What would happen if all of the R&D in every company was subject to zero-based budgeting? Every year, you would have to justify every dollar of expense in R&D; why it is needed, the probability of success and potential return etc.
Unfortunately, for competitive reasons we shareholders really can’t demand details on R&D spending. But I guess we can demand more disclosure as to how efficient or useful the R&D actually is. What the heck is MSFT spending $10 billion on?! NASA (actually, a panel that includes NASA) says that they can get people to Mars with $80-100 billion in 20 years. That’s $4-5 billion per year to get a manned mission to Mars! What’s MSFT gonna do with twice that?!
In a lot of companies, particularly high margin companies, it may be that they spend on R&D because they can. Their margins are high enough that even if they spend a ton on R&D, their margins would still be higher than anyone else, so why not spend and see what will come out of it?
So I looked at R&D and innovation (well, not really; I just looked at some raw numbers), but the same argument applies to all other costs. Just because you cut cost doesn’t mean you are hurting the business, and just because you spend more doesn’t mean you are improving the business. It all depends on what the costs are for. Is the cost really essential, or is it there because the business can afford it? In companies, people constantly need to be promoted so organizations tend to get bigger and bigger.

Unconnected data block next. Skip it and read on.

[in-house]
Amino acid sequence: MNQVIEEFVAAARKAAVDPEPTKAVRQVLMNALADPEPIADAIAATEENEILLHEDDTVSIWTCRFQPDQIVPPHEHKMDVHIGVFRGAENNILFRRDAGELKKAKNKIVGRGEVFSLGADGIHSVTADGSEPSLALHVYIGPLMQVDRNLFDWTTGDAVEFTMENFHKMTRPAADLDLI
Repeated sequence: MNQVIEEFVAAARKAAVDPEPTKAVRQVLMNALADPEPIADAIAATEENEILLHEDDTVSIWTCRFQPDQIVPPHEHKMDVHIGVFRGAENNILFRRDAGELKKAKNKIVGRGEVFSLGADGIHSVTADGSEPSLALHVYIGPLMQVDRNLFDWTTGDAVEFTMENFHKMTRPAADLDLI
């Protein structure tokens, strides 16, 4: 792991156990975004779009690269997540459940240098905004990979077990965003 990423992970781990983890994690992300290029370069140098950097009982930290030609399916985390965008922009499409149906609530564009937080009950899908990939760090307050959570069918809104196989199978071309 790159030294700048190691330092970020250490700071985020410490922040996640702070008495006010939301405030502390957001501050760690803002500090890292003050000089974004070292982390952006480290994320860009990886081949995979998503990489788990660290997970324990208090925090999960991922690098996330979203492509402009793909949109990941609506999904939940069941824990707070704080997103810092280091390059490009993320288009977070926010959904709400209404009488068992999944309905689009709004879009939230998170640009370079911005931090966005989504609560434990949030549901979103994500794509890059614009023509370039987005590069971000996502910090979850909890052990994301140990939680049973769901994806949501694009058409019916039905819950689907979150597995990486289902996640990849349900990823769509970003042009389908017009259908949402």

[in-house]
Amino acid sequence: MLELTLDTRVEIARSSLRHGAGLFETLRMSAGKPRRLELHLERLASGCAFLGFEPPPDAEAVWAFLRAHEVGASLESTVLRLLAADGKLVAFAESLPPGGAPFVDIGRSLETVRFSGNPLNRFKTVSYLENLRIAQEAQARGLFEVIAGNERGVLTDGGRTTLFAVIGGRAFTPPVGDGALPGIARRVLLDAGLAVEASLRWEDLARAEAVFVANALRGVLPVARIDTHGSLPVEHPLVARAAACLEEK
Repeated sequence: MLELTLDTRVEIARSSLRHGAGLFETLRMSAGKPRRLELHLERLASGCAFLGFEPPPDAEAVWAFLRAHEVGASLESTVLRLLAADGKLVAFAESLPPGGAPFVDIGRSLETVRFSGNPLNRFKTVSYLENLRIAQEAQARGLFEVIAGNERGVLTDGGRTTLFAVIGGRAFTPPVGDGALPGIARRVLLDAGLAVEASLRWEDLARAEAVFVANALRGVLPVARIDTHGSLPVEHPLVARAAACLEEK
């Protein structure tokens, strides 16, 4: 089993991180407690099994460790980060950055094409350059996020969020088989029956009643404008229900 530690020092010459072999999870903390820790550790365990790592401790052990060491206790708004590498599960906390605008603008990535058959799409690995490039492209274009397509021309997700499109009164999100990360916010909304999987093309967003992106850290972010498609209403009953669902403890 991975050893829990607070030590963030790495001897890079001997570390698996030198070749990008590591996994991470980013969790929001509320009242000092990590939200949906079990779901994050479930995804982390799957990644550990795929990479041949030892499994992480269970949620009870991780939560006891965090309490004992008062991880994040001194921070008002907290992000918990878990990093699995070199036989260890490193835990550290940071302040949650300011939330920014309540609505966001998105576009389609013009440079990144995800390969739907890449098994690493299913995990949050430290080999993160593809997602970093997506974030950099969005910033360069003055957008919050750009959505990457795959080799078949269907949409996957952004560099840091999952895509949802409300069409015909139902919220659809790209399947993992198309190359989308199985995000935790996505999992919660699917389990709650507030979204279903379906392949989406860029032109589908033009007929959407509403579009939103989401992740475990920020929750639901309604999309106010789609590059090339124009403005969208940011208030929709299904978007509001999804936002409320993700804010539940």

The guys at 3G Capital have been doing this sort of thing for years (as have, for example, the folks at Danaher) so they understand this very well and obviously have a good grasp of what sort of costs can be cut and which can’t.
Even though I have no proof, I tend to believe that more businesses go out of business or suffer due to lack of cost controls (complacency) rather than too much cost cutting (which no doubt occurs too).
Well, there’s really no conclusion in this post. Just more questions. I’ve worked in a big company and understand the resistance to change. Whenever we are asked to cut costs, all hell breaks loose and people fear that all sorts of bad things will happen.
Well, I did experience one bad cost-cutting drive. A company I worked for hired an efficiency expert and all hell did break loose. Suddenly there were no more paper towels, toilet paper or soap in the bathrooms and the hallways went dark as there were no more light bulbs. A bunch of other problems popped up, and it turns out that this efficiency expert was paid a percentage of total costs saved. Duh. So this guy basically just cut everything he had an authority to cut and I think walked away with a nice bonus (or he may have gotten fired before collecting for cause, but I don’t even know;either way he wasn’t around for too long).
As it says in the Fifer book, the trick is to cut costs that don’t add to business and increase spending on what does. It’s not about cutting cost across the board.
The problem with middle management is that when someone is in charge of a section or division, it’s a rare manager that will work hard to shrink it. Most people want to expand their divisions regardless of whether it’s a profit center or cost center. When you go to a budget meeting, who the heck goes, “I want my budget cut 10% next year!”.
Sorry for the long, meandering post. Eventually this will turn into an idea and a more cohesive post.